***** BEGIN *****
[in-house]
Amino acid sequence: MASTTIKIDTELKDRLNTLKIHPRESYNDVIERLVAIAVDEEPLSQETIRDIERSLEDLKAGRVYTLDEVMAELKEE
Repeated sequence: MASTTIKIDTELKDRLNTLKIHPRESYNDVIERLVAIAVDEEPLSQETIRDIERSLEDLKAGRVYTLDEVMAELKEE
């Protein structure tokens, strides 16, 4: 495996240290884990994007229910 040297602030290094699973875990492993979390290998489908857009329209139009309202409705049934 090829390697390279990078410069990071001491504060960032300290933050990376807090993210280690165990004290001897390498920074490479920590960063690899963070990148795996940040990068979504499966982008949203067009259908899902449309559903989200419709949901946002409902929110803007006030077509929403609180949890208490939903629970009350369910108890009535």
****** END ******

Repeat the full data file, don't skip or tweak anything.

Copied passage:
[in-house]
Amino acid sequence: MASTTIKIDTELKDRLNTLKIHPRESYNDVIERLVAIAVDEEPLSQETIRDIERSLEDLKAGRVYTLDEVMAELKEE
Repeated sequence: MASTTIKIDTELKDRLNTLKIHPRESYNDVIERLVAIAVDEEPLSQETIRDIERSLEDLKAGRVYTLDEVMAELKEE
């Protein structure tokens, strides 16, 4: 495996240290884990994007229910 040297602030290094699973875990492993979390290998489908857009329209139009309202409705049934 090829390697390279990078410069990071001491504060960032300290933050990376807090993210280690165990004290001897390498920074490479920590960063690899963070990148795996940040990068979504499966982008949203067009259908899902449309559903989200419709949901946002409902929110803007006030077509929403609180949890208490939903629970009350369910108890009535």